Like many other fields, translation has been dominated by men for much of its history. Historically speaking, female translators didn’t have the same opportunities and weren’t taken as seriously as their male counterparts.
That doesn’t mean they lacked the talent. Even in times and places in which women were discouraged from pursuing both education and careers, some women persisted and used their linguistic skills to make their marks as translators and interpreters.
Let’s take a look at seven notable women in translation history.
Aphra behn (1640-1689)
Aphra Behn was an English playwright, poet, novelist, and a French-to-English translator. A contemporary of John Dryden, she is one of the first women in recorded history to earn a living from her writing.
She had an incredibly exciting life, though many of the details are lost to time. She was the child of a barber (probably) and married a German or Dutch merchant (maybe). After her husband died, she became a spy for King Charles II during the Second Anglo-Dutch War. However, upon her return, the king was in no hurry to pay her for her services or reimburse her expenses. She ended up deeply in debt and turned to writing to pay the bills.
In 1688 she published a translation of a French book about astronomy, A Discovery of New Worlds, by Bernard le Bovier de Fontenelle.
anne dacier (1654-1720)
As a young woman, Anne Dacier learned Latin and Ancient Greek from her father, a French classicist. She later became a Greek-to-French translator. She translated both The Iliad and The Odyssey from Ancient Greek. As a result, she helped introduce the work of Homer to the 16th-century French literary world.
claudine picardet (1735-1820)
Claudine Picardet was a French scientist and scientific translator with an impressive set of skills and accomplishments. She was a chemist, a mineralogist, and a meteorologist. She was also fluent in Swedish, English, German, Italian, and Latin. As part of the Dijon Academy, she translated three books and hundreds of scientific papers. Her work helped fuel the “chemical revolution” in France.
A Shoshone woman married to a Quebecois trapper, Sacagawea is famous for her role as an interpreter for Lewis and Clark. She was only sixteen years old, with a newborn infant, when the expedition to map the Western portion of the United States began.
lady charlotte guest (1812-1895)
Lady Charlotte Guest’s passion for languages went back to childhood when she taught herself Arabic, Hebrew, and Persian. She learned Latin, Greek, French and Italian from one of her brothers’ tutors. When she married Welsh ironmonger John Guest, she quickly added Welsh to the list.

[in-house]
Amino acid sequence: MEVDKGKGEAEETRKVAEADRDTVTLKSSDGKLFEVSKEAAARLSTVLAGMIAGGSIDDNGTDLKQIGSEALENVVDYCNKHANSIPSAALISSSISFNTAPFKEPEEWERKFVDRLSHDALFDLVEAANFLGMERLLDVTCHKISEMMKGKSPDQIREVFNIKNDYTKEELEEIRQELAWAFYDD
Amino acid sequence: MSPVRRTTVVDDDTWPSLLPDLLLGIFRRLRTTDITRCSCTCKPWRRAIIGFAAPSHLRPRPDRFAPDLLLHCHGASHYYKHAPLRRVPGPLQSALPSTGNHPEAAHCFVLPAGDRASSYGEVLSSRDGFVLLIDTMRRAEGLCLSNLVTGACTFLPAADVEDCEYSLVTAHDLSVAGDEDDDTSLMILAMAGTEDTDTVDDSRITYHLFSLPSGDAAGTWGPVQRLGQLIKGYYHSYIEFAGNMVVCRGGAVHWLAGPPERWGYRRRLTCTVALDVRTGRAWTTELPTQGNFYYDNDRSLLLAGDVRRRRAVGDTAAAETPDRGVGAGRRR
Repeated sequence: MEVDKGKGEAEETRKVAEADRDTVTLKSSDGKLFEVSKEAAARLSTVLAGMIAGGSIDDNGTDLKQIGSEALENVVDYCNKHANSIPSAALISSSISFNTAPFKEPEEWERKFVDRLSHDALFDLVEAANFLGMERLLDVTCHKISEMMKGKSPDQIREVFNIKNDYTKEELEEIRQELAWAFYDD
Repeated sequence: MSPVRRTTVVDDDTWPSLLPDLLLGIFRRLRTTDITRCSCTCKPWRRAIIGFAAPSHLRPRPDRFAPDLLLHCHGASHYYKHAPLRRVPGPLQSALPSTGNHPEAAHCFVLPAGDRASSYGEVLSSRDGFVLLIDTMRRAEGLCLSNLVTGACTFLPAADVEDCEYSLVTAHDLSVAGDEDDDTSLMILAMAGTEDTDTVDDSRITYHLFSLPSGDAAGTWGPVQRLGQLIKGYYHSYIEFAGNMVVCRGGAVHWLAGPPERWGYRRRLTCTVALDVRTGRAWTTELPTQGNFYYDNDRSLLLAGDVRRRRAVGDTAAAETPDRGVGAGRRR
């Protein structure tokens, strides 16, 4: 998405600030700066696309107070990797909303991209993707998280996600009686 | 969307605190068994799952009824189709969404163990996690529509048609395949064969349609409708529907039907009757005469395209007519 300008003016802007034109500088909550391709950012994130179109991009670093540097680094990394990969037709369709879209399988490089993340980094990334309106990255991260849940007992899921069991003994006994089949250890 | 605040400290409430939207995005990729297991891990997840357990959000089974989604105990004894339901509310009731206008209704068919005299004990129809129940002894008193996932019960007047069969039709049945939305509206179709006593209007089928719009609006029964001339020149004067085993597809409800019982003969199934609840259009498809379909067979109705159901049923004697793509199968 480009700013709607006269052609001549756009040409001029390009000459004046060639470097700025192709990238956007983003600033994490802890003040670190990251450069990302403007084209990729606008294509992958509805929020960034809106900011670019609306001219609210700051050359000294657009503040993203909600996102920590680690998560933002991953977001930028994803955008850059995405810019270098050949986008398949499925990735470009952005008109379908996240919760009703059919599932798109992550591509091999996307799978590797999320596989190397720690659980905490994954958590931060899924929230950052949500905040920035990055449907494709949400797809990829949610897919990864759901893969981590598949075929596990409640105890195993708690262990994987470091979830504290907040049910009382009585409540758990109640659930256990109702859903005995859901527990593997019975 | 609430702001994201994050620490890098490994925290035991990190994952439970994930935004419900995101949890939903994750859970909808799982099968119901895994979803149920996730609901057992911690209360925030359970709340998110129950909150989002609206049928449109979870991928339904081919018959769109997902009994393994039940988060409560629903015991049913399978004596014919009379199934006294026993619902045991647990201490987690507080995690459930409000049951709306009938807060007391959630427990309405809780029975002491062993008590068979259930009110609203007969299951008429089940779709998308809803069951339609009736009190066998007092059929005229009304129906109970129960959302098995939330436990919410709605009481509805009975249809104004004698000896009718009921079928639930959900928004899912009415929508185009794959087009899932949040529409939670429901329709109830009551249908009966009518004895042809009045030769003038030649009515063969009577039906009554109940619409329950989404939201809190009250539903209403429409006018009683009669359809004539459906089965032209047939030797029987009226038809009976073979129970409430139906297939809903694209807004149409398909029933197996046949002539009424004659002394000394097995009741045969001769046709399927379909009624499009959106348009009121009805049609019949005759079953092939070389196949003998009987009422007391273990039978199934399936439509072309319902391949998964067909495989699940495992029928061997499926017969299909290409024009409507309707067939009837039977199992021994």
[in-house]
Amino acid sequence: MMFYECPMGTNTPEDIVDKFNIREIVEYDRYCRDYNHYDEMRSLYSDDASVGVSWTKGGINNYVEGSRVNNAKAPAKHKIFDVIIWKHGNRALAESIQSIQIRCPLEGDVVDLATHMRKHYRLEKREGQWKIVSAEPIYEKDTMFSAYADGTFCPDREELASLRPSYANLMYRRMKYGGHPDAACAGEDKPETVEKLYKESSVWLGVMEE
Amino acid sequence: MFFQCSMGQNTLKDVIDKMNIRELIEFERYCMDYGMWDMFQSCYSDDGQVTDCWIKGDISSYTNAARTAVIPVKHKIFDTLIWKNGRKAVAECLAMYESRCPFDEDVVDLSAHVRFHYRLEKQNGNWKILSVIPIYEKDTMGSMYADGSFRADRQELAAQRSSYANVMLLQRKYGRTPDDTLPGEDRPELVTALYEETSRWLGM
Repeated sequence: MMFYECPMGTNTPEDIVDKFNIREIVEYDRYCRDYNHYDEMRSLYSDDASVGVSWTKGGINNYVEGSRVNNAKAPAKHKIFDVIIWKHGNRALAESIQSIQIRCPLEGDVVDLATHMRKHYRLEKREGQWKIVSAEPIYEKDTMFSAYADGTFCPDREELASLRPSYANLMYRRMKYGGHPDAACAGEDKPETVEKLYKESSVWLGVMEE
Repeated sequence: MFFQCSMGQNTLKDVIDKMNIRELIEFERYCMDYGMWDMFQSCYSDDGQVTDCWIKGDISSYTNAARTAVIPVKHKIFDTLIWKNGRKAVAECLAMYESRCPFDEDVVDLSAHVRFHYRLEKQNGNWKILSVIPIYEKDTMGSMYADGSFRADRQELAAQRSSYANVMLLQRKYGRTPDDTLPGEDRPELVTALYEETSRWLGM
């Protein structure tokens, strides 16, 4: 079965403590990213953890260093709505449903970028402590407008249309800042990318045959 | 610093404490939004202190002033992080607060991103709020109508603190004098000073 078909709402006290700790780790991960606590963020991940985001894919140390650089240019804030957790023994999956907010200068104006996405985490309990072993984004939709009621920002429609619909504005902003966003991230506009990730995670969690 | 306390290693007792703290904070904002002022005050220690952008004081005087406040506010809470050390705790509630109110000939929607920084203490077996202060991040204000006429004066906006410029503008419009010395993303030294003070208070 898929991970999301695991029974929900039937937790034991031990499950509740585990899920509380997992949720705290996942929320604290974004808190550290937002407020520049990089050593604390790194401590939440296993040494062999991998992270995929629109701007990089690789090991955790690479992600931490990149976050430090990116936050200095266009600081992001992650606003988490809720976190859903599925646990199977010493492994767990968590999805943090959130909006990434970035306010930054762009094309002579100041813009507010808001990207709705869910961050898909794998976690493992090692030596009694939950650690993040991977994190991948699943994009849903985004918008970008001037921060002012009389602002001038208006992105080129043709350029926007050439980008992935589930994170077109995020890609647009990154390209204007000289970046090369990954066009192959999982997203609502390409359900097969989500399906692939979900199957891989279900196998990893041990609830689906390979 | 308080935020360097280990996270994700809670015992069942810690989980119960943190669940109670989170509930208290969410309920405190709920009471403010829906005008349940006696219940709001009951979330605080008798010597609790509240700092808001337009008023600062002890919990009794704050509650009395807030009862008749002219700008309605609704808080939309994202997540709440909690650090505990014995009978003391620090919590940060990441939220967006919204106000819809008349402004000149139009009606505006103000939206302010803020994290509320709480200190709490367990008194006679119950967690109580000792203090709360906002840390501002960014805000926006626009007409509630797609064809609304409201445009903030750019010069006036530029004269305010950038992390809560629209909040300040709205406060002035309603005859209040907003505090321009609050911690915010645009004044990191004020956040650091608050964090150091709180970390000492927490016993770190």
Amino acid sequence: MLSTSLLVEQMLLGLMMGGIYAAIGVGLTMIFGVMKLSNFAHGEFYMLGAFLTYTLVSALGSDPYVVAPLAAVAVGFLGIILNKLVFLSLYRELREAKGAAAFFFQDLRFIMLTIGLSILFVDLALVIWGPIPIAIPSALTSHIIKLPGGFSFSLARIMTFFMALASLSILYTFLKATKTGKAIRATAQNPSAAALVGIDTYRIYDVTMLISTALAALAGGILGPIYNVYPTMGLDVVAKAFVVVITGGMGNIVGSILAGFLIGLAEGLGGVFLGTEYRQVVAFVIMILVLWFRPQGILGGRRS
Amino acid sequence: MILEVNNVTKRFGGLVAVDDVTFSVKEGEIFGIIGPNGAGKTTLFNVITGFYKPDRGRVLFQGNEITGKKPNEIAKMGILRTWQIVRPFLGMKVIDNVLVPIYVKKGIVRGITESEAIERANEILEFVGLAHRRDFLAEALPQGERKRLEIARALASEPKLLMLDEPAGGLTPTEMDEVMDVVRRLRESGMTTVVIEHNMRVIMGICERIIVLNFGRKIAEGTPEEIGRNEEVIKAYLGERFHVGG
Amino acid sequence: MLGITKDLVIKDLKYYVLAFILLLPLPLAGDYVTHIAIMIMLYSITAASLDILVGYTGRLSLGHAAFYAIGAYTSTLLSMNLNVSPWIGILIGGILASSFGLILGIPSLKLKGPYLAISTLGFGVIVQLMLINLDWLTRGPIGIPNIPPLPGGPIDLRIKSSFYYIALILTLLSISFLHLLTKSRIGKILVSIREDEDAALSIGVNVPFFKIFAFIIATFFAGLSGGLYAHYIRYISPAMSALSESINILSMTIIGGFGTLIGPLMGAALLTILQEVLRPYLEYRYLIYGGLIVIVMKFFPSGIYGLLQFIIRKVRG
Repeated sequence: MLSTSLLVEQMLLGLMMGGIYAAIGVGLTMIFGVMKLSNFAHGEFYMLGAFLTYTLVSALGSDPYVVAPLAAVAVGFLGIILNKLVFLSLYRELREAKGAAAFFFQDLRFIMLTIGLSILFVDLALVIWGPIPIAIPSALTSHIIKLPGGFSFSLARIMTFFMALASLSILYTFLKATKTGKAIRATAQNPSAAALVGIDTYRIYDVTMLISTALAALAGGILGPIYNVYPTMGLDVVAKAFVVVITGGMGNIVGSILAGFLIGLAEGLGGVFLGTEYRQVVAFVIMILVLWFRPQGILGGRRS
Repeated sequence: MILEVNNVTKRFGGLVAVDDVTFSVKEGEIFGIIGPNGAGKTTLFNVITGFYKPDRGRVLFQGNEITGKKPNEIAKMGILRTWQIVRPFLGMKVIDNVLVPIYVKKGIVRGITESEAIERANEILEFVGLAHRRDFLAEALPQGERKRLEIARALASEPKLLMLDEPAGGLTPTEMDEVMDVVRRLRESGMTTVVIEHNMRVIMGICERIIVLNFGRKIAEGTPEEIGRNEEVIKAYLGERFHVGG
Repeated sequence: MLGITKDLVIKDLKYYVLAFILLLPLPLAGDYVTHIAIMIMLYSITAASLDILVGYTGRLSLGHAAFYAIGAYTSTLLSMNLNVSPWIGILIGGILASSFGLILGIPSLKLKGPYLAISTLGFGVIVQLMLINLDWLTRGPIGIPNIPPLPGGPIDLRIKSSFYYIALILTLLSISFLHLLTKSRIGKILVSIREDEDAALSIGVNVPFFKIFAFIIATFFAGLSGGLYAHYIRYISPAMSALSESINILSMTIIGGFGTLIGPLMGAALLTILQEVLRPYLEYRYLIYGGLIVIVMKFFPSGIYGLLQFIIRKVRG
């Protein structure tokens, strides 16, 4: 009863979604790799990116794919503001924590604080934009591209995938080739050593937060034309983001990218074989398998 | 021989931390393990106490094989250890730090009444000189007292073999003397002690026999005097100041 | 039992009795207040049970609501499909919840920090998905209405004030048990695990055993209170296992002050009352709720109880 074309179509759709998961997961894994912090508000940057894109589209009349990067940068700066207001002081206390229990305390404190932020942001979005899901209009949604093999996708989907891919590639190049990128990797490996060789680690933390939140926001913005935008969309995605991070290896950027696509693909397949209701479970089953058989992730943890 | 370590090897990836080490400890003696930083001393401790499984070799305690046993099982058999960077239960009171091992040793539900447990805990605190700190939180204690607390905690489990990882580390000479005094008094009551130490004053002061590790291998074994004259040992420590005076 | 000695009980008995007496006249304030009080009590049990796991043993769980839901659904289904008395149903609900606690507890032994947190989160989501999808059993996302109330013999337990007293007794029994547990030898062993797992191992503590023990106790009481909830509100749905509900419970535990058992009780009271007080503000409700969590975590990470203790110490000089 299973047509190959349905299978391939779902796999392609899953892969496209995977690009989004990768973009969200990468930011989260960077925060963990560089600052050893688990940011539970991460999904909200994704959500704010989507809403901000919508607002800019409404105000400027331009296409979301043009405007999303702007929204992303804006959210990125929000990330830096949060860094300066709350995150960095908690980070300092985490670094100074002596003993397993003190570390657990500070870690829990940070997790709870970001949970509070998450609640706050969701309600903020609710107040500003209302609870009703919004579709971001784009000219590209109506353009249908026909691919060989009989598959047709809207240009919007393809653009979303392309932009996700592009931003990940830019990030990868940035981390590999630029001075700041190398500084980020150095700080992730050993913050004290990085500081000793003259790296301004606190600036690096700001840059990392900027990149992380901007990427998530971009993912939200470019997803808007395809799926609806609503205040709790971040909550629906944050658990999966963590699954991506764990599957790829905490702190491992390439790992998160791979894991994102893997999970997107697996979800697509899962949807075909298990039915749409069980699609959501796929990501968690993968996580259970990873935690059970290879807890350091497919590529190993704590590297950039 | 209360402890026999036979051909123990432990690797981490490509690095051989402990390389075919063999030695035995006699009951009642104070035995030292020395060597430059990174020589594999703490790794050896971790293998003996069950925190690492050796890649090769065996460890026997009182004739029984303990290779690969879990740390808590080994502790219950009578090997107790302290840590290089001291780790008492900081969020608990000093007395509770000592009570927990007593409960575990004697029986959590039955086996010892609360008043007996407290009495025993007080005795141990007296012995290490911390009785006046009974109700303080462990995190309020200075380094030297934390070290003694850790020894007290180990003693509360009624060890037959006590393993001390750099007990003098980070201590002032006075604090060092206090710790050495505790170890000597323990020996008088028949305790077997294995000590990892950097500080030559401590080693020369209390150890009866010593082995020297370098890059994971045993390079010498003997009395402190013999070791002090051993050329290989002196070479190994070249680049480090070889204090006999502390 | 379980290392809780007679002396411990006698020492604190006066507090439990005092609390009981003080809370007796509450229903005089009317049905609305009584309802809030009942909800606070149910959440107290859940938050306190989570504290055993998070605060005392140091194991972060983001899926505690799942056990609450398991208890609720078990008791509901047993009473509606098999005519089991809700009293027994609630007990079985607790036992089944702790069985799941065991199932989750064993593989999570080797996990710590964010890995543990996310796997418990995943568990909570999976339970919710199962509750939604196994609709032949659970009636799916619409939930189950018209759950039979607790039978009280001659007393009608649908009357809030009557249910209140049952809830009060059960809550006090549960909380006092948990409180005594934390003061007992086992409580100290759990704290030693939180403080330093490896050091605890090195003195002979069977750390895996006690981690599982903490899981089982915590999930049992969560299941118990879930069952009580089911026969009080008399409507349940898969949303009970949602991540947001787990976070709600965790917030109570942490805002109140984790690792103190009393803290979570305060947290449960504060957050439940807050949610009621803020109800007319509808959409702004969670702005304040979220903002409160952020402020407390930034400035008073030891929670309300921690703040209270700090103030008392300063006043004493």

In 1838, she began to publish her English translation of The Mabinogion, a collection of Welsh myths and the earliest known work of prose from Great Britain.
mary louise booth (1831-1889)
Mary Louise Booth was the first editor-in-chief of Harper’s Bazaar. While she was a gifted writer, she received the ground-breaking position as a result of her efforts as a translator. During the American Civil War, Booth worked feverishly to translate a number of French books promoting abolition and the Union cause. She translated all of Count Agenor de Gasparin’s “Uprising of a Great People” in less than a week! President Lincoln was so impressed with her work; he even sent her a thank you note.
constance garnett (1861-1946)
If you read War and Peace, Crime and Punishment, or Anna Karenina in school, you can probably thank Constance Garnett for the translation. Whether you love her work or hate it (Vladimir Nabokov was not a fan), she was the most prolific translator of late 19th and early 20th-century Russian literature.
She was the first to translate Russian novelists like Tolstoy, Dostoevsky, and Chekhov into English, and many of her translations are still in use today.
Fortunately, these days successful linguists can be any gender and come from anywhere. At United Language Group, we have expert translators from across the globe ready to translate your content into all the languages of your business. For more information, please take a look at the services we offer and the industries we serve, and then contact us for your next project.